Improving The Mathematical Method For Simulating Solar System Evolution
April 12, 2013

Scientists Zero In On The Creation And Evolution Of Our Solar System

John P. Millis, Ph.D. for — Your Universe Online

It seemed that that we had everything worked out. Astronomers modeled the creation and evolution as the collapse of a giant solar nebula. As the central star formed, the radiation then influenced the formation of the planets — rocky planets dominating the inner sanctum, while the larger gas giants naturally populated the orbits further out. All of this was then encased in a spherical swarm of icy bodies known as comets.

But during the last century, researchers have found that things are not so simple. Computational models indicate that creating a solar system, such as the one in which we live, has significant variables.

In fact, it seemed that reproducing the exact structure of our solar system was a challenge. Now, as more and more solar systems in our galaxy are found, we are discovering that there is significant variation in the way these systems arise and evolve.

Trying to create a model of solar evolution that would encompass all of these dynamic systems is difficult and complex. As a result, the computational methods take a significant amount of time to process, slowing the progress of investigation.

Recently, however, a team at the Computing Faculty at the University of the Basque Country (UPV/EHU) has developed methods that allow the simulations to be done faster and more accurately. Taking a unique, interdisciplinary approach, the team was able to leverage expertise across fields of mathematics, astrophysics and computer science to expedite these kinds of studies.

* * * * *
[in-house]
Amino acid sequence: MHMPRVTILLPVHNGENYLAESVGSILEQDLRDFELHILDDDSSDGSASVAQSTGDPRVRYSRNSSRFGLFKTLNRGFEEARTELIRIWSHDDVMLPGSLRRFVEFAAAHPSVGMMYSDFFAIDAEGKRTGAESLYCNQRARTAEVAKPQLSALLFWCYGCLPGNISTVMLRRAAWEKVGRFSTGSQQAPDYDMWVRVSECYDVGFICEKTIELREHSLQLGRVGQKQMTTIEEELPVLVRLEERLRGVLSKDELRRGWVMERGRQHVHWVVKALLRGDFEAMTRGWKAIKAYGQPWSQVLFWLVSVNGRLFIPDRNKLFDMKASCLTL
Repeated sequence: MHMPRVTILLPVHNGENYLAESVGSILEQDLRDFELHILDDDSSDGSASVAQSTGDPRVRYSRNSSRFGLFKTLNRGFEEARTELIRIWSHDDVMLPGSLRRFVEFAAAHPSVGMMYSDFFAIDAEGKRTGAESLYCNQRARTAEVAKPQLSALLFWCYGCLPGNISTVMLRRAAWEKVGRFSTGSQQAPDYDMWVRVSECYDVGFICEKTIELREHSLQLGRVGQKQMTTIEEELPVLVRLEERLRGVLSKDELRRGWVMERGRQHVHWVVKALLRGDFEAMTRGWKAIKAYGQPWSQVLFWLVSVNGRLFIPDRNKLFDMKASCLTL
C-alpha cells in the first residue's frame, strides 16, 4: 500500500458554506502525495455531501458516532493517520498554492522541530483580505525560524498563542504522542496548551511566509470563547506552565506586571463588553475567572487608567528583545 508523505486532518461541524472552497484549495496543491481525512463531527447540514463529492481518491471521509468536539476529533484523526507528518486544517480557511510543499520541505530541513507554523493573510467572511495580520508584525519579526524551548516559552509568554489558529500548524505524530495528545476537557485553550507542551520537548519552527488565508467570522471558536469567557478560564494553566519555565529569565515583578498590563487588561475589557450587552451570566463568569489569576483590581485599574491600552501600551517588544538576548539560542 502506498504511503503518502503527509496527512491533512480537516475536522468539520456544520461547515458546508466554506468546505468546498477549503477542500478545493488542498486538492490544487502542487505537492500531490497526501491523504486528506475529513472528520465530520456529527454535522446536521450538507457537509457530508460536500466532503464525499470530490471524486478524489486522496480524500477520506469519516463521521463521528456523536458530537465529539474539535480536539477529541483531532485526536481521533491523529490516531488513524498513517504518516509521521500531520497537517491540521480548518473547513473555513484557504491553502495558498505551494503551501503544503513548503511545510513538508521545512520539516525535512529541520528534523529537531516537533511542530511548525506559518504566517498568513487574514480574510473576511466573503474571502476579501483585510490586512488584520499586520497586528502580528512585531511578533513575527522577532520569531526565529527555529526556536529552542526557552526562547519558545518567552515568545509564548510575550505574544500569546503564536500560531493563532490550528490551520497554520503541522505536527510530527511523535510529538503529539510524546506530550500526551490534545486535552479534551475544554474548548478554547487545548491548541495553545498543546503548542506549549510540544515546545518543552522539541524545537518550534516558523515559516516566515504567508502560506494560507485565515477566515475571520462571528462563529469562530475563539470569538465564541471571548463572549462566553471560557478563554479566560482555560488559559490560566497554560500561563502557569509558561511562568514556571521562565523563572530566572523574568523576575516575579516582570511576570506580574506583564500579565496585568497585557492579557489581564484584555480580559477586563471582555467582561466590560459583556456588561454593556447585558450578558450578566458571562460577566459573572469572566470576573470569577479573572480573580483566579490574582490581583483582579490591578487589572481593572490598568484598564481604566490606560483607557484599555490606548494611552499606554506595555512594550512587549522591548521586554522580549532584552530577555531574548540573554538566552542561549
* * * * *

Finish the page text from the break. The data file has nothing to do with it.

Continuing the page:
Mathematician Ander Murua explains, "At the Paris Observatory there is a well-known astronomer by the name of Jacques Laskar who is doing research into the evolution of the solar system. Among other things, Laskar has developed precise mathematical models of the solar system and by using numerical methods in powerful computers; he has made calculations to find out how the solar system has evolved over millions of years. When the astronomical information obtained by Laskar by means of these calculations and simulations is compared with geological data, it is possible to know how changes in the Earth's orbit are related to glaciations and warming, and this can help to predict what could happen in the future. Both the mathematical model of the solar system and the numerical methods used are important for carrying out these simulations."

Such innovations are important, because as the Universal clock is run back in these simulations, the interactions within the solar system become more chaotic, allowing many different evolutionary paths. So studying different scenarios, and being able to refine the mathematical models, is paramount. This is difficult when each simulation takes about a year to run. But using this new technique, the same work can be accomplished in a matter of weeks.

This work has been published in the scientific journal Applied Numerical Mathematics in an article entitled "New families of symplectic splitting methods for numerical integration in dynamical astronomy." In addition, Murua has announced that they will also be publishing the results of the comparison between the new methods and the previous ones in the journal Celestial Mechanics and Dynamical Astronomy.